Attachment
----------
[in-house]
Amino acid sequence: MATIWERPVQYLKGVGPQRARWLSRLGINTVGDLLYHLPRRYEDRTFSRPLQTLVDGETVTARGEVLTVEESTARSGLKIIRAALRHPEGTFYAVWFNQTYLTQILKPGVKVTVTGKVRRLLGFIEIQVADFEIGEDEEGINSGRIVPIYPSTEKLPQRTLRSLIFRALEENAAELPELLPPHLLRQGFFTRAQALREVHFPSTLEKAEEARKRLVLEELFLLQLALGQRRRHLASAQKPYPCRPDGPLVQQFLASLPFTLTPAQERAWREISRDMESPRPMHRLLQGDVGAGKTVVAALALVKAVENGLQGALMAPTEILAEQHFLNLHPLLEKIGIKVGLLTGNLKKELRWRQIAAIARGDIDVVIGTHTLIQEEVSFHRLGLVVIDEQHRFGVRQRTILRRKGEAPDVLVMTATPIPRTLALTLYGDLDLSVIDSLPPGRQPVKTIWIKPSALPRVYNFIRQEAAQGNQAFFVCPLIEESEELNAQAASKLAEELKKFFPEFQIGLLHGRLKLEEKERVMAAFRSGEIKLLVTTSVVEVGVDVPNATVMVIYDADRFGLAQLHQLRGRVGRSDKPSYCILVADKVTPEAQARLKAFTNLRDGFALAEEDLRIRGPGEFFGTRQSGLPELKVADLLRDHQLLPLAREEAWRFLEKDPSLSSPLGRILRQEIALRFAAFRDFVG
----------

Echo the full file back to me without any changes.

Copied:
[in-house]
Amino acid sequence: MATIWERPVQYLKGVGPQRARWLSRLGINTVGDLLYHLPRRYEDRTFSRPLQTLVDGETVTARGEVLTVEESTARSGLKIIRAALRHPEGTFYAVWFNQTYLTQILKPGVKVTVTGKVRRLLGFIEIQVADFEIGEDEEGINSGRIVPIYPSTEKLPQRTLRSLIFRALEENAAELPELLPPHLLRQGFFTRAQALREVHFPSTLEKAEEARKRLVLEELFLLQLALGQRRRHLASAQKPYPCRPDGPLVQQFLASLPFTLTPAQERAWREISRDMESPRPMHRLLQGDVGAGKTVVAALALVKAVENGLQGALMAPTEILAEQHFLNLHPLLEKIGIKVGLLTGNLKKELRWRQIAAIARGDIDVVIGTHTLIQEEVSFHRLGLVVIDEQHRFGVRQRTILRRKGEAPDVLVMTATPIPRTLALTLYGDLDLSVIDSLPPGRQPVKTIWIKPSALPRVYNFIRQEAAQGNQAFFVCPLIEESEELNAQAASKLAEELKKFFPEFQIGLLHGRLKLEEKERVMAAFRSGEIKLLVTTSVVEVGVDVPNATVMVIYDADRFGLAQLHQLRGRVGRSDKPSYCILVADKVTPEAQARLKAFTNLRDGFALAEEDLRIRGPGEFFGTRQSGLPELKVADLLRDHQLLPLAREEAWRFLEKDPSLSSPLGRILRQEIALRFAAFRDFVG